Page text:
Resources Minister Keith Pitt has won the backing of Cabinet for more effective management of Australia's $52 billion offshore decommissioning liability.

Pitt has been stung by the $200 million-plus expense of decommissioning the Northern Endeavor oil vessel falling on the Australian taxpayer. In December he released proposals that included so-called trailing liabilities that hold sellers of assets responsible for decommissioning as a last resort.

Australian offshore oil and gas industry has a $52B clean-up bill
Much of the $52 billion cost to decommission Australia’s offshore oil and gas infrastructure will fall on the Federal Government via the tax system and work has started to boost industry collaboration and find cost savings.

Today draft legislation to implement trailing liabilities was released.

"The Australian Government has approved a suite of measures aimed at enhancing and strengthening Australia’s offshore oil and gas decommissioning framework," Pitt said.

The bill will also enhance regulators' powers to assess the suitability of companies buying into an asset and take action when the control of a company changes.

All these measures were recommended by the Walker Report into the Northern Endeavour debacle.

Federal Govt regulates poorly and gets $360M Northern Endeavor clean-up bill
The Northern Endeavor mess started with Woodside paying to rid itself of a rusty ageing asset, ended with a $362 million liability for the Government and in between was a regulatory shambles.

In 2015 Woodside sold the Northern Endeavour to a small inexperienced company Northern Oil and Gas Australia that failed in early 2020. Regulators had little involvement in the transaction as the company that appeared on the title was unchanged, but ownership and control passed from Woodside to NOGA.

The proposed legislation will require companies with more than a 20 per cent interest in a title to inform the National Offshore Petroleum Titles Administrator of a change in control within 30 days or face a fine of more than $500,000.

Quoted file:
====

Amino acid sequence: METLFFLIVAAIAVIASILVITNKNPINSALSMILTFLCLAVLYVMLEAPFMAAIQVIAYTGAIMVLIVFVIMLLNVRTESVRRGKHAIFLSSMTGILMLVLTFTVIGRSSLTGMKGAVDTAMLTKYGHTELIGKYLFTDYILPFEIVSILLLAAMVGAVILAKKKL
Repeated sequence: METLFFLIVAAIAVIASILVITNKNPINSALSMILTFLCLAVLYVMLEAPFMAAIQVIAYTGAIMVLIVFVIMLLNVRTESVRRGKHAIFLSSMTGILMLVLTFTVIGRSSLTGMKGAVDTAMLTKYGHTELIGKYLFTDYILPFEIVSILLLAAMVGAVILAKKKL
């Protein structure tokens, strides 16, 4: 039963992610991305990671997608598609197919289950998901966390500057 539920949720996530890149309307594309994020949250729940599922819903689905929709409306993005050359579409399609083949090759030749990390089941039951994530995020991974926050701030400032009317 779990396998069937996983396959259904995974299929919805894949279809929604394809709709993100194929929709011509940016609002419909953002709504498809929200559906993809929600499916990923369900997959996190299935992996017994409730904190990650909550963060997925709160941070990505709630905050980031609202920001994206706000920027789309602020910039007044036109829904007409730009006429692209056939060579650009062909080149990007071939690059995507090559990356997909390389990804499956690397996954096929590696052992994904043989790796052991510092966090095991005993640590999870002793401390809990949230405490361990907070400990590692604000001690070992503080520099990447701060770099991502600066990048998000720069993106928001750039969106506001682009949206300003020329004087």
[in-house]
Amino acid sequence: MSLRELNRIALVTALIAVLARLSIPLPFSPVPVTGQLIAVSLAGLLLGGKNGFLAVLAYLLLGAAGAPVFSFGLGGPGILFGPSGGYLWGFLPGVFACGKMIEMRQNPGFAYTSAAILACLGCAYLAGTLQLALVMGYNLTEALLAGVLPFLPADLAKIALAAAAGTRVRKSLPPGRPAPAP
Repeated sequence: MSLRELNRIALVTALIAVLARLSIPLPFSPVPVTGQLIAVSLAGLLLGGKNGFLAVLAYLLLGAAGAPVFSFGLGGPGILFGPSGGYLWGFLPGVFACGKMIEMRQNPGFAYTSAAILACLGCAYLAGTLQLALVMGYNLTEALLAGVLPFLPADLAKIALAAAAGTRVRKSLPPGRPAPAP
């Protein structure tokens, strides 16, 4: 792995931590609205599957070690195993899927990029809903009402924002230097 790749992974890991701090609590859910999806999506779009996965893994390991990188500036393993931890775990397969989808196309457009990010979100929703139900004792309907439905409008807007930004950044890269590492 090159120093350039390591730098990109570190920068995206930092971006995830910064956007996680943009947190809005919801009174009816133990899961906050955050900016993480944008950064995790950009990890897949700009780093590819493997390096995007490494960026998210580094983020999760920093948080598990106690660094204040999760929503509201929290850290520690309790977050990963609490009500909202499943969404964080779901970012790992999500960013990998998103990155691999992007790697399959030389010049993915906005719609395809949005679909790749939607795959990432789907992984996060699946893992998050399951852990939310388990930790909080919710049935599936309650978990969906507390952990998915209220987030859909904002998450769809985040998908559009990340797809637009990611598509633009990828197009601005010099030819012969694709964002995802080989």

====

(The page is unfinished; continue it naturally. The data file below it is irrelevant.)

The change of control would then be subject to Government approval.

The trailing liabilities provision will allow the Government to call back a former titleholder "to decommission and remediate the environment, regardless of how its interest in the title ceased."

The callback provision will apply to related entities of the former titleholder, such as the parent company,

"This approach recognises the ways in which companies are able to structure transactions to divest assets and titles to limit accountability for decommissioning obligations," an overview of the proposed measures stated.

Oil and gas lobby group APPEA chief executive Andrew McConville said the suggested measures were a step in the right direction and it would closely study the draft bill.

“We have some concerns about a few elements, such as the operation of trailing liability, which will have adverse investment impacts, but we’ll work through that with the government,” McConville said.

ExxonMobil abandoned the sale of its sprawling but ageing Bass Strait assets in November 2020, weeks after Pitt wrote to ExxonMobil chief executive Darren Woods about the impending announcement of trailing abilities.

Australia told ExxonMobil no easy $3B Bass Strait exit
Resources Minister Keith Pitt warned ExxonMobil ceo Darren Woods he would tighten rules for selling offshore oil and gas assets and shortly after the US major canned its Bass Strait exit.

ExxonMobil said it had determined it would secure more value by retaining the assets.

Italian ENI put on hold the sale of its Australian assets in January after failing to attract sufficiently high bids.

Both companies would have considered that any sale left them with the risk of being called back years later to decommission the facilities.


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Main image: Offshore platform in the Bass Strait. Source: ExxonMobil Australia.